The play set is also programmed with several games Alexa can play. For example, the “Secret Ingredient Game” challenges kids to guess which food Alexa is thinking of based on clues. Then kids have to scan the right item at the check-out counter.

If a parent doesn’t want to hand over their Echo for playtime, the kitchen and market will still make some sound effects, such as cash register beeps and boiling water on the stove top. Kids just won’t get the Alexa interactions.

It’s unusual to put Alexa at the center of a toy, but industry analyst Juli Lennet, a vice president at The NPD Group, says it’s a more interesting blend of tech than she’s seen before.

“It’s different and I always like things that have a classic play pattern but have a twist, and this definitely is that.”

Toy industry insiders  interviewed have said they are seeing a decline in toys tied to technology, as parents are looking to limit screen time for kids hooked on video games, phones and tablets. But the KidKraft recipe may be a way to reverse that trend. It merges today’s tech into physical play, but with just a voice instead of a screen.

And yet, the audience for this play kitchen is limited. An Adobe study estimates 36% of consumers own a smart speaker. That said, Amazon is dominating the category and growing. Amazon recently said Alexa smart home engagement has nearly doubled year over year, with Alexa on 100 million devices.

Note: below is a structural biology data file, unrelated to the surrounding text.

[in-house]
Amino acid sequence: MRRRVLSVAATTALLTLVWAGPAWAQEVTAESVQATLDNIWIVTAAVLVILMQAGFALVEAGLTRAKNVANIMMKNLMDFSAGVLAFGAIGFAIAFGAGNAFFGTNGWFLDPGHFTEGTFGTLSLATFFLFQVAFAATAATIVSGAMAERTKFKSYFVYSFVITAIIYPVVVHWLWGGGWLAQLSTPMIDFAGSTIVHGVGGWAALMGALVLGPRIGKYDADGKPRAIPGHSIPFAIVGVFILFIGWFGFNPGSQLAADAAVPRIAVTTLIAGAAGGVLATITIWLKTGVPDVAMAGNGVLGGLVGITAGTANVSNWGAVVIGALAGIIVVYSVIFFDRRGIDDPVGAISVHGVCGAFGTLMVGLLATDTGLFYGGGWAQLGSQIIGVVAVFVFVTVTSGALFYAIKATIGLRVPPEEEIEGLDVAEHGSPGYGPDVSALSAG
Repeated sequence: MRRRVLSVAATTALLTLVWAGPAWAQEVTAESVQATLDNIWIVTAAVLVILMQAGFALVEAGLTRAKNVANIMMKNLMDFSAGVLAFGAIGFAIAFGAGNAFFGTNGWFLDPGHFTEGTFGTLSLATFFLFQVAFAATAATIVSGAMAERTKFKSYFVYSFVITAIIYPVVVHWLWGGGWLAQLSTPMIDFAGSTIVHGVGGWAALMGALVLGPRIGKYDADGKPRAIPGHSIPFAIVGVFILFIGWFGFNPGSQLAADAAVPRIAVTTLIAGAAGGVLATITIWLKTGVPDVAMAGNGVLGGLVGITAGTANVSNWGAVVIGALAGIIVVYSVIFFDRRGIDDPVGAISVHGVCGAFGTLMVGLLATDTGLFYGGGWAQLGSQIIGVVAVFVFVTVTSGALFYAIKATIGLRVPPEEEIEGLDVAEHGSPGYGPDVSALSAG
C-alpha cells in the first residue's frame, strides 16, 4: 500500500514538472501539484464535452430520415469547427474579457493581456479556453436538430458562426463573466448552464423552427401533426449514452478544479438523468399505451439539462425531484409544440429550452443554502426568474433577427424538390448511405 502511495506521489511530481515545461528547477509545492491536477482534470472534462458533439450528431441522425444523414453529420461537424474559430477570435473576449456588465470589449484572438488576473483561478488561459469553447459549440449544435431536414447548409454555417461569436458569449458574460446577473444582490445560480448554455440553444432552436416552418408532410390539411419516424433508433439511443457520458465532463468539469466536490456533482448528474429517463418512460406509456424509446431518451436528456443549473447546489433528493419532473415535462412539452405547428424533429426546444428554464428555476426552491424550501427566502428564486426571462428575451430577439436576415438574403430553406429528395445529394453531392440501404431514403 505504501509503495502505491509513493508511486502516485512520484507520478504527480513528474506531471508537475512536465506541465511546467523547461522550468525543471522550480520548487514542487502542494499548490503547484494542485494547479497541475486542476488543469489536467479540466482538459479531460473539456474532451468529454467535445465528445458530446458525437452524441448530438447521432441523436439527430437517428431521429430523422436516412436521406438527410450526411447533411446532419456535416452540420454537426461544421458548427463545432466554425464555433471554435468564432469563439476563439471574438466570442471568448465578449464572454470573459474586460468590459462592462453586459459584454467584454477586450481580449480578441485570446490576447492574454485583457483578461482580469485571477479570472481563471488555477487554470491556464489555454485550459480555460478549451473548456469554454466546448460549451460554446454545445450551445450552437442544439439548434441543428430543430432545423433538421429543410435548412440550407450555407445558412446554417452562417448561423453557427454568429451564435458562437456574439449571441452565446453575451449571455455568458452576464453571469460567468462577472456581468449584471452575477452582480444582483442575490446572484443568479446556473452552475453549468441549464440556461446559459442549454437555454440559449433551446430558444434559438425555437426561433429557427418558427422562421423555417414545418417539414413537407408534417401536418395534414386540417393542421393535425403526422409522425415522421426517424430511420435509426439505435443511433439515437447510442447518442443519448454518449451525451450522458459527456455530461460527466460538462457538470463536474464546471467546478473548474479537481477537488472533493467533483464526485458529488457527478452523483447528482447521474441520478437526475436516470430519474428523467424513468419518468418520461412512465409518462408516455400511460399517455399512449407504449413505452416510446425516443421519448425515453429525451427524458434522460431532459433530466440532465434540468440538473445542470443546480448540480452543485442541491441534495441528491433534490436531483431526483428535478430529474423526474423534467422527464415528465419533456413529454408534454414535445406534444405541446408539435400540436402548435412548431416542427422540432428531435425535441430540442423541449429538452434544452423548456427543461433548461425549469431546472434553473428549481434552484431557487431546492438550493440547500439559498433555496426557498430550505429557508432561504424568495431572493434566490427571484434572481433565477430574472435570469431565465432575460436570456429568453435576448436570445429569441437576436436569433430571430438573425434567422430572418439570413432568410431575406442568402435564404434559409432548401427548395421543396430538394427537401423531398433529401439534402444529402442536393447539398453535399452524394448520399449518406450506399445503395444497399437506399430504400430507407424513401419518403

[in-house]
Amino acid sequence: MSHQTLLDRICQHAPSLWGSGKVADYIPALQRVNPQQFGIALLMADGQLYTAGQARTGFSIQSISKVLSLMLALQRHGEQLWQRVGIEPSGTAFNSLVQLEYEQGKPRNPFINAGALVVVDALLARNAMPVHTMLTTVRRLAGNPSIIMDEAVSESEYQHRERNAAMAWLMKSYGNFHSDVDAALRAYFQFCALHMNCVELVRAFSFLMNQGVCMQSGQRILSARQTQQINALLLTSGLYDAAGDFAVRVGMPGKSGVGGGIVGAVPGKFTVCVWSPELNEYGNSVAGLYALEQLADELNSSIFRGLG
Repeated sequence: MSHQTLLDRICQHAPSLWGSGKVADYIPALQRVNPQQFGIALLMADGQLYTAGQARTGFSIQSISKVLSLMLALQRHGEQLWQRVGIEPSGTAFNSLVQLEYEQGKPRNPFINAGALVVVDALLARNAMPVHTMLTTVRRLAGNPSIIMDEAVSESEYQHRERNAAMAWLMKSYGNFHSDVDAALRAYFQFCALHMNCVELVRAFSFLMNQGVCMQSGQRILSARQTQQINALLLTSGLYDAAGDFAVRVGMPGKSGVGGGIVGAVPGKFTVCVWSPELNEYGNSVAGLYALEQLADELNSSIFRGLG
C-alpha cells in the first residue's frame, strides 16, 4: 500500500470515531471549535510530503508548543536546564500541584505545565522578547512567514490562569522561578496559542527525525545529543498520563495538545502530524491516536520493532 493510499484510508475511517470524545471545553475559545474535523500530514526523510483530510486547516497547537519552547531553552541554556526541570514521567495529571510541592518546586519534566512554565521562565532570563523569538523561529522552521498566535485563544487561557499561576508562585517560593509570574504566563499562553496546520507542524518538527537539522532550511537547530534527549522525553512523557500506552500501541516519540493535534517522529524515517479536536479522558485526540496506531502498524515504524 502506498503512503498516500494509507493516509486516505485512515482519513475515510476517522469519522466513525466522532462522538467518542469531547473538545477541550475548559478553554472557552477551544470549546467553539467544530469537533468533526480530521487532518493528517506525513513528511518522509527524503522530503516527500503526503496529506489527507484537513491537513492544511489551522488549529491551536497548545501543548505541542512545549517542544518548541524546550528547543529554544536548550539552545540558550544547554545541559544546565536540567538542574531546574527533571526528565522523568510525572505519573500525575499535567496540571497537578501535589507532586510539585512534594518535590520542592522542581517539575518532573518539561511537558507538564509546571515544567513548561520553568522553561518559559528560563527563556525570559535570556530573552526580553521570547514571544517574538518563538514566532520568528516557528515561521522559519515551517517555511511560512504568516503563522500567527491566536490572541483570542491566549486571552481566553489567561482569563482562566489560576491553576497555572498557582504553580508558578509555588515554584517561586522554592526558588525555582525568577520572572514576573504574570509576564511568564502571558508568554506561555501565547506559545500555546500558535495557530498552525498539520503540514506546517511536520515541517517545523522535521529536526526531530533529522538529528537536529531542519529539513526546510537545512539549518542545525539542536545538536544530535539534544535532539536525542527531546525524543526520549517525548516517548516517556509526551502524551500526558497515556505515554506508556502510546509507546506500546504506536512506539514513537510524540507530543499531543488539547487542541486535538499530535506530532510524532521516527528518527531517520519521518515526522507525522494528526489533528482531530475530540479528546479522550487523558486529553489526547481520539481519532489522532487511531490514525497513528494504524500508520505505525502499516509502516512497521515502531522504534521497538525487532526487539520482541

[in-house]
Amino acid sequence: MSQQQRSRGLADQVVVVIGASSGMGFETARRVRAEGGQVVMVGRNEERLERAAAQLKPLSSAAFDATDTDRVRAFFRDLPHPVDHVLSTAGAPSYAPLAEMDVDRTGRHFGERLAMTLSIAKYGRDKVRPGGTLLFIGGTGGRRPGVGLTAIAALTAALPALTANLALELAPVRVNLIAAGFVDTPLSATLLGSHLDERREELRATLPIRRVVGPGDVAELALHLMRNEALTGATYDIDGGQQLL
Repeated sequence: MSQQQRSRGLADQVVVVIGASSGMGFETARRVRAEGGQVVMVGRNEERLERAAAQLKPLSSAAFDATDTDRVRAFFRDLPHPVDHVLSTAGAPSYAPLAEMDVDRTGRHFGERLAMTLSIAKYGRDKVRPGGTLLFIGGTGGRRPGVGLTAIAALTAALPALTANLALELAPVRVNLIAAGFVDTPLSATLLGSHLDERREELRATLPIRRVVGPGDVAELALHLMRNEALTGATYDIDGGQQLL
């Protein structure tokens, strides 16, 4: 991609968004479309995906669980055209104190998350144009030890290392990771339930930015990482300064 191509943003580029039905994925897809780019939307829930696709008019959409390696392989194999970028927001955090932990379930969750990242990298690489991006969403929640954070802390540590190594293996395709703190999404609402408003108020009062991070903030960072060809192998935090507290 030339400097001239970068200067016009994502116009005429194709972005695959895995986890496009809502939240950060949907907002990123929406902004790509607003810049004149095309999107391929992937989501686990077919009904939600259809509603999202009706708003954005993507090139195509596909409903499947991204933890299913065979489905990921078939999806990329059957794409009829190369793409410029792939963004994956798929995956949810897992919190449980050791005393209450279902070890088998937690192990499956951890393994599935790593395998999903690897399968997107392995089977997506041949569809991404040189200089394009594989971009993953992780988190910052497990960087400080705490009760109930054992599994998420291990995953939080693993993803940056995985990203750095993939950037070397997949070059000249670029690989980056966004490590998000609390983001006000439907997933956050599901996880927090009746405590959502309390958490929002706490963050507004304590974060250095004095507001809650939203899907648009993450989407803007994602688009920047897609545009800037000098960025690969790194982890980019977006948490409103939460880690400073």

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Stirring the pot of privacy worries

When it comes to kids using voice assistants, Amazon has faced plenty of criticism, questions and concerns over data collection and how kids should be interacting with the technology. Last year, children’s advocates called upon the Federal Trade Commission to investigate the Echo Dot Kids Edition — a candy-colored version of the smart speaker with parental controls — for collecting sensitive data on children that parents couldn’t delete. Amazon is also facing two lawsuits that claim the Amazon’s smart speakers recorded kids without their consent.

To address concerns, Amazon requires Alexa programs for kids — including this one made by KidKraft — to follow stricter content guidelines. Programs for kids can’t include any advertising, sell anything, collect any personal information or include content that is not suitable for all ages.

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Amazon’s Director of Alexa Gadgets, Kyle Laughlin, said in an email to CNET that the company takes the concerns seriously, and parents have to be the ones to approve of downloading such a program in the first place.

“We believe voice will be a big part of the future,” Laughlin said. “Technology — in general — is not a replacement for parenting, but we think child-directed products and skills can provide a fun, interactive, and educational experience.”

If you have questions about how the kitchen works, sound off in the comments. I’ll be checking out the Alexa 2-in-1 Kitchen and Market myself at the Toy Fair when it opens Saturday and updating this story with my first impressions.